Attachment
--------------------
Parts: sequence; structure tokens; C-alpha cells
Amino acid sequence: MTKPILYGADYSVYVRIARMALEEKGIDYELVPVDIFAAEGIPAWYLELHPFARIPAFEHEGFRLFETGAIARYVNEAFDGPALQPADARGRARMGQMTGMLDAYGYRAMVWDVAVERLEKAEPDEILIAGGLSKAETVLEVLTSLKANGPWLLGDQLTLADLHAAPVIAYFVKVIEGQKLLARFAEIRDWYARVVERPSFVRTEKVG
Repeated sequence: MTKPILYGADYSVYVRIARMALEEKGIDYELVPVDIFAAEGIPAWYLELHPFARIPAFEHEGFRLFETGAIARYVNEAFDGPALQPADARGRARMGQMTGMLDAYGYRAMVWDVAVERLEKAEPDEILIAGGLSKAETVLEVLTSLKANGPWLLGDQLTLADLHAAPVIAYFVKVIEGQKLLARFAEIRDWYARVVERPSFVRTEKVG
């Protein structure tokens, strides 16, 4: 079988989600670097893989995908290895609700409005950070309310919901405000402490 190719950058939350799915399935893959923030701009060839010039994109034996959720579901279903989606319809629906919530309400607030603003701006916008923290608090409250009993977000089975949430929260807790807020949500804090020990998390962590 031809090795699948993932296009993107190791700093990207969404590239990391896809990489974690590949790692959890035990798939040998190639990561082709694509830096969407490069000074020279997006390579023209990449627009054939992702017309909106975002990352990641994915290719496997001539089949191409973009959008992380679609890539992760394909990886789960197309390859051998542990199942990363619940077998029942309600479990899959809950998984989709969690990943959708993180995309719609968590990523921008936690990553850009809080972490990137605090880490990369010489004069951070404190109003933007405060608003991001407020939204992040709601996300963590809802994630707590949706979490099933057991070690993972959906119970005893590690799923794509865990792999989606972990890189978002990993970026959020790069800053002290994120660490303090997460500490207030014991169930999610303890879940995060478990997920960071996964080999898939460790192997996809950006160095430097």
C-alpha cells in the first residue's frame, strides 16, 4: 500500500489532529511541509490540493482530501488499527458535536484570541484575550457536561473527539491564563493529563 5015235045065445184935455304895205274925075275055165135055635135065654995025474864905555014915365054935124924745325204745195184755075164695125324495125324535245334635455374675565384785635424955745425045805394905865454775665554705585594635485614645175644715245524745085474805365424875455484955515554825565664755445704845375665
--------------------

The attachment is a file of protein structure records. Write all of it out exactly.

Parts: sequence; structure tokens; C-alpha cells
Amino acid sequence: MTKPILYGADYSVYVRIARMALEEKGIDYELVPVDIFAAEGIPAWYLELHPFARIPAFEHEGFRLFETGAIARYVNEAFDGPALQPADARGRARMGQMTGMLDAYGYRAMVWDVAVERLEKAEPDEILIAGGLSKAETVLEVLTSLKANGPWLLGDQLTLADLHAAPVIAYFVKVIEGQKLLARFAEIRDWYARVVERPSFVRTEKVG
Repeated sequence: MTKPILYGADYSVYVRIARMALEEKGIDYELVPVDIFAAEGIPAWYLELHPFARIPAFEHEGFRLFETGAIARYVNEAFDGPALQPADARGRARMGQMTGMLDAYGYRAMVWDVAVERLEKAEPDEILIAGGLSKAETVLEVLTSLKANGPWLLGDQLTLADLHAAPVIAYFVKVIEGQKLLARFAEIRDWYARVVERPSFVRTEKVG
């Protein structure tokens, strides 16, 4: 079988989600670097893989995908290895609700409005950070309310919901405000402490 190719950058939350799915399935893959923030701009060839010039994109034996959720579901279903989606319809629906919530309400607030603003701006916008923290608090409250009993977000089975949430929260807790807020949500804090020990998390962590 031809090795699948993932296009993107190791700093990207969404590239990391896809990489974690590949790692959890035990798939040998190639990561082709694509830096969407490069000074020279997006390579023209990449627009054939992702017309909106975002990352990641994915290719496997001539089949191409973009959008992380679609890539992760394909990886789960197309390859051998542990199942990363619940077998029942309600479990899959809950998984989709969690990943959708993180995309719609968590990523921008936690990553850009809080972490990137605090880490990369010489004069951070404190109003933007405060608003991001407020939204992040709601996300963590809802994630707590949706979490099933057991070690993972959906119970005893590690799923794509865990792999989606972990890189978002990993970026959020790069800053002290994120660490303090997460500490207030014991169930999610303890879940995060478990997920960071996964080999898939460790192997996809950006160095430097």
C-alpha cells in the first residue's frame, strides 16, 4: 500500500489532529511541509490540493482530501488499527458535536484570541484575550457536561473527539491564563493529563 5015235045065445184935455304895205274925075275055165135055635135065654995025474864905555014915365054935124924745325204745195184755075164695125324495125324535245334635455374675565384785635424955745425045805394905865454775665554705585594635485614645175644715245524745085474805365424875455484955515554825565664755445704845375665